Heftler Visiting Artist
Theresa Bernstein: A Century In Art
|Exhibit Dates: Friday, May 2 – Friday, July 11, 2014
Heftler Visiting Artist Gallery
Symposium: Friday, May 9, 2:00 – 4:45 p.m.
Gallery Talk: 2:00 – 2:30 p.m. with Gail Levin and Michele Cohen
Panel Discussion: 3:00 – 4:45 p.m.
With Michele Cohen, Dena Gilby, Gail Levin, and Laura Prieto
Rose Performance Hall
Reception and Book Signing: 5:00 – 6:30 p.m.
Carol Grillo Gallery
All events are free and open to the public.
Tuesday: 3:00 – 6:00 p.m.
Wednesday: 12:00 – 6:00 p.m.
Thursday: 12:00 – 6:00 p.m.
Friday: 3:00 – 6:00 p.m.
Saturday/Sunday: 12:00 – 6:00 p.m.
Closed July 4 and 5
Walter J. Manninen Center for the Arts at Endicott College is pleased to present the work of American Artist Theresa Ferber Bernstein (1890 – 2002), in an exhibition titled Theresa Bernstein: A Century in Art
. The exhibition is presented in the Heftler Visiting Artist Gallery from May 2 through July 11, 2014. Programming for this exhibition begins on Friday, May 9 at 2:00 p.m. with a Gallery Talk by Author and Historian Gail Levin, followed by a panel discussion from 3:00 – 4:45, followed by a reception and book signing. The exhibition and programming are free and open to the public.
This travelling exhibition was organized by Gail Levin, Distinguished Professor at Baruch College and the Graduate Center, the City University of New York. Professor Levin first heard of Theresa Bernstein when she was researching her definitive work on Edward Hopper in the 1980s, and states “that in comparing responses to these artists’ exhibitions, Bernstein’s work garnered more attention than Hopper’s”, but yet many wonder why they haven’t heard of Theresa Bernstein. Levin states, “She was erased, and there are many reasons why women artists are erased.” To contextualize the situation of women artists, Levin added, “Bernstein was born just three years after Georgia O’Keeffe. Both enjoyed great success in their time, yet only O’Keeffe achieved celebrity and lasting fame.” Nevertheless, Bernstein’s paintings are in the permanent collections of the Metropolitan Museum of Art, the Library of Congress, the Smithsonian Institution, the Chicago Art Institute, the New York Public Library and the Brooklyn Museum, as well many others.
The exhibition and accompanying book, Theresa Bernstein: A Century in Art, resulted from research initiated during a seminar in the art history doctoral program that Professor Levin taught at the Graduate Center of the City University of New York in the Fall of 2010. The professor and graduate students grew intent on developing an exhibition to give Theresa Bernstein her due place in history and acquaint art lovers with her mastery of the human condition. Endicott College learned of plans for the exhibit through arts center benefactor Walter J. Manninen. As a major collector of art and holder of one of the largest collections of Theresa Bernstein works and personal correspondence, he was asked by curator Levin to lend several of his works for the multi-city tour of the exhibit.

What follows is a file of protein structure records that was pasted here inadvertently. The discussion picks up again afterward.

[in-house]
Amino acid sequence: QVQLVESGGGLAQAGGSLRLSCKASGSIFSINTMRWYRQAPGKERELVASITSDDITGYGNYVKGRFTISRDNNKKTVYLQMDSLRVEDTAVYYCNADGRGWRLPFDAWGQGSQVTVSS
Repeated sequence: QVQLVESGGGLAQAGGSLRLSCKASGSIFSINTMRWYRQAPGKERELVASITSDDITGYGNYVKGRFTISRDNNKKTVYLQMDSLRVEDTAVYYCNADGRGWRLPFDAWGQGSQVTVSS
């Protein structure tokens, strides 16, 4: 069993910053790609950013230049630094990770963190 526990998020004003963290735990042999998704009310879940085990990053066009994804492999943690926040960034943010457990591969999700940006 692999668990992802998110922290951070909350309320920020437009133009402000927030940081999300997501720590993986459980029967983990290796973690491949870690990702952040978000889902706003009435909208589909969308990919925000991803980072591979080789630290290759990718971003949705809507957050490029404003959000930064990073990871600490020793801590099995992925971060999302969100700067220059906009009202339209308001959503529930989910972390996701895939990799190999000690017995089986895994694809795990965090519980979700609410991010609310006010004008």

Since the project began over four years ago Mr. Manninen has placed his collection of art in the Endicott College Walter J. Manninen Trust. Professor Mark Towner, Dean of the School of Visual and Performing Arts, shared his enthusiasm for the Bernstein project, “I anticipated the convergence of many significant people and art coming to the North Shore.” Towner continued, “The distinct likelihood of Endicott hosting a major retrospective of an artist about to receive world-recognition; the chance to work with renown historian Gail Levin; and partnering with art collector, entrepreneur and benefactor Walter Manninen, all pointed to a stellar opportunity.” “The true beneficiaries of this are the peoples of metropolitan Boston and the students of Endicott College,” Towner concluded, “partnering with Mr. Manninen was the frosting on the project.”
The exhibition consists of 44 works by Bernstein, and cover the period of time from 1912 – 1972. The subject of many of her works cover the big issues of Bernstein’s day and include meetings for women’s suffrage in New York City, World War I Parades, and immigrants in the 1920s. She also painted everyday scenes in New York City including large crowds with a view from above; church on a Sunday morning, Carnegie Hall, readers at the library, portraits of family members - including her husband the well known artist, William Meyerowitz. The exhibit is travelling from New York City to four additional venues in Washington, DC, Lancaster, PA, Endicott College, and Philadelphia, PA.
Please join us on Friday, May 9 starting at 2 p.m. to meet the Curator, Gail Levin and other historians and to learn more about Theresa Bernstein, an artist who has exhibited her artwork in every decade of the 20th Century. All programming is free and open to the public. This exhibition and related programming is made possible in part by Judy and Mark Carbray, Endicott College School of Visual and Performing Arts, Anthony W. Fox, Bruce T. Halle Family Foundation, Carol and Joe Levy, Walter J. Manninen, Gayle Piraino, Carola Schropp, Ejik and Rose-Marie van Otterloo Family Foundation, and Endicott College President Richard. E. Wylie.
For more information regarding Theresa Bernstein: A Century in Art, or its programming, please contact Kathleen J. Moore at 978-232-2655 or firstname.lastname@example.org.